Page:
DOUBLE TRAGEDY: this 31-year-old woman from Cameroon (above) was eight months pregnant when this photograph was taken, shortly after her arrival in Britain in April. The baby has since been still-born. The pregnancy had been a peculiarly harrowing one. Her husband, a member of Cameroon's main opposition party, 'disappeared' last year and is presumed dead; she herself narrowly escaped arrest by the secret police, she says. Smuggled out by an agent - leaving her two children behind with her parents - she did not know that she was being taken to Britain and did not apply for asylum until two days after her arrival. With the help of the Refugee Council, she was found a place to stay by a local authority, although she may lose this following the still-birth. Until the Appeal Court decision, she was disqualified from receiving social security benefits. 'I wish my children could be with me but I haven't got the means to look after them'

ETHNICALLY CLEANSED: this 22-year-old single man from the Congo (left) was persecuted in his home village because his family belongs to a minority tribe. He was imprisoned and tortured before he escaped and, with the help of an agent, fled the country. At the time, he had no idea where his final destination was. Arriving in Britain, he did not immediately apply for asylum, thus falling foul of the new regulations. 'I had no idea about the procedure for applying for asylum and had no idea about the benefit system or recent cuts.' He has been waiting for a decision on his case for months. 'I feel I have been chased away since my arrival in the UK. I am completely lost, and my life has been turned into a nightmare'

A FAMILY AFFAIR: this married woman in her twenties (above) fled Somalia with her two sons, aged one and four. 'Soldiers came into our home looking for my husband, who was politically active. He wasn't there. Instead, they killed my brother-in-law and hit me repeatedly with their guns.' Shortly afterwards, an agent offered to smuggle her out of the country. She did not know where she was going to be taken. Arriving in Britain with no money, she was housed in a bedsit by a local authority, who have a statutory requirement to look after mothers with children. She was also given a small amount of money to live on, although she has been expected to pay council tax from this. 'I escaped because I feared for my life. I don't know where my husband is now'

THE WRONG KIND OF MUSLIM: as a Hazara Muslim, this 22-year-old single man found himself on the wrong side of Afghanistan's continuing civil war. He had worked as a cook and driver for one of the groups fighting for power, but subsequently found his life threatened by other, more powerful Muslim factions. His younger brother had already been killed in the war, and, unable to hide his religious and ethnic identity, he decided to escape while he still could. He paid a substantial fee to an agent, and shortly afterwards arrived in the UK, where he fell foul of the new regulations. 'I didn't claim asylum at the airport because the agent told me I would be sent back straight away if people knew I was a refugee. I did not know about the benefits changes.' These meant that, irrespective of the merits of his case for asylum, he has been forced to rely on charity to survive. 'I had $20, but now I have no money'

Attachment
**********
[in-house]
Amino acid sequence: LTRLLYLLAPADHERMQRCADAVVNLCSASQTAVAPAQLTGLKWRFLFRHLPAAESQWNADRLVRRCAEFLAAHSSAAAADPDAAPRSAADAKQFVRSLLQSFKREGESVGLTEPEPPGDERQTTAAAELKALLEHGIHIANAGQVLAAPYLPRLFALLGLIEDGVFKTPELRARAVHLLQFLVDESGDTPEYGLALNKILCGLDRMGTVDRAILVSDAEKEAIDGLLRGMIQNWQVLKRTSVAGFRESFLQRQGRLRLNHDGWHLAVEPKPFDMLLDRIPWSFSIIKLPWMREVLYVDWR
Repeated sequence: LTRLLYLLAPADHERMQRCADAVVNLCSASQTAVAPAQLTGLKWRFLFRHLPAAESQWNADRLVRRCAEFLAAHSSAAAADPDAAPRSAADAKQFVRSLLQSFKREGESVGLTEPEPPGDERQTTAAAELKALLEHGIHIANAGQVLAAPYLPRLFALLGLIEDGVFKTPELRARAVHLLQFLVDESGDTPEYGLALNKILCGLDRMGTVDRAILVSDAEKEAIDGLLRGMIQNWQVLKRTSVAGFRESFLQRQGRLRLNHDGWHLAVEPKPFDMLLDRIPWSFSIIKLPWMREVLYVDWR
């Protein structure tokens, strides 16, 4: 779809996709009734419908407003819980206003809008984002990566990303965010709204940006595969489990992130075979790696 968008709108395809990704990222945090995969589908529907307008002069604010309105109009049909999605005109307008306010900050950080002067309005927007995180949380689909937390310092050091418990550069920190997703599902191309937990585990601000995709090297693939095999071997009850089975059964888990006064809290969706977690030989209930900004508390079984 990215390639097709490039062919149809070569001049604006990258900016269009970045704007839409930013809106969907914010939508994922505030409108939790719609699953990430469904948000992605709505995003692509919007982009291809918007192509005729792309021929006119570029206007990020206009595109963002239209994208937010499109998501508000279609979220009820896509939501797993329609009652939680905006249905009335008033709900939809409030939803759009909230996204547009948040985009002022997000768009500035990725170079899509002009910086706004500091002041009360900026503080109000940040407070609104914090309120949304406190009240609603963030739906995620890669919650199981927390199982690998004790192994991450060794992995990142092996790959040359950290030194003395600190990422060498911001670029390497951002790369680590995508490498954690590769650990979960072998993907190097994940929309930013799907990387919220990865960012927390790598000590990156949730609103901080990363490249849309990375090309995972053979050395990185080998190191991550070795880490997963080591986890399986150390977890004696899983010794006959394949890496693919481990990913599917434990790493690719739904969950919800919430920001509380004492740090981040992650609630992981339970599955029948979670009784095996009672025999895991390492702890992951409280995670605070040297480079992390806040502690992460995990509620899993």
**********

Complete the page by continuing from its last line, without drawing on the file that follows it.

IN FLIGHT FROM BIGOTRY: formerly a political activist and journalist, this 34-year-old Iranian man (left) was imprisoned for seven years for writing articles criticising the Ayatollahs' regime. He was tortured, and spent a year in solitary confinement, before escaping to Turkey - a far from safe haven, as Iranian agents were pursuing him. From there he was smuggled to Britain in the back of a lorry. Unable to claim state benefits, he has been relying on the charity of an Iranian family in London. 'I have no money and no documents to travel. I have already lost many years of my life because I spoke out for democracy in my country. I do not want to go on living in fear of my life, but I do not know what will happen to me here'

THE VICTIM OF WAR: this 18-year-old man (left) from Kosovo in former Yugoslavia was arrested and beaten for joining the opposition party and refusing to fight for the Serbian army. His brother had already been killed in Bosnia, having been forced to fight for the Serbs; his father had been arrested and, later, found dead. His family paid an agent around pounds 2,000 to help him to escape, and he was taken to Britain. He had no control over where he was taken, and has found no viable way of living since arriving. 'I have no money left, but I am not allowed to work. It is not our custom not to work. What am I to do?'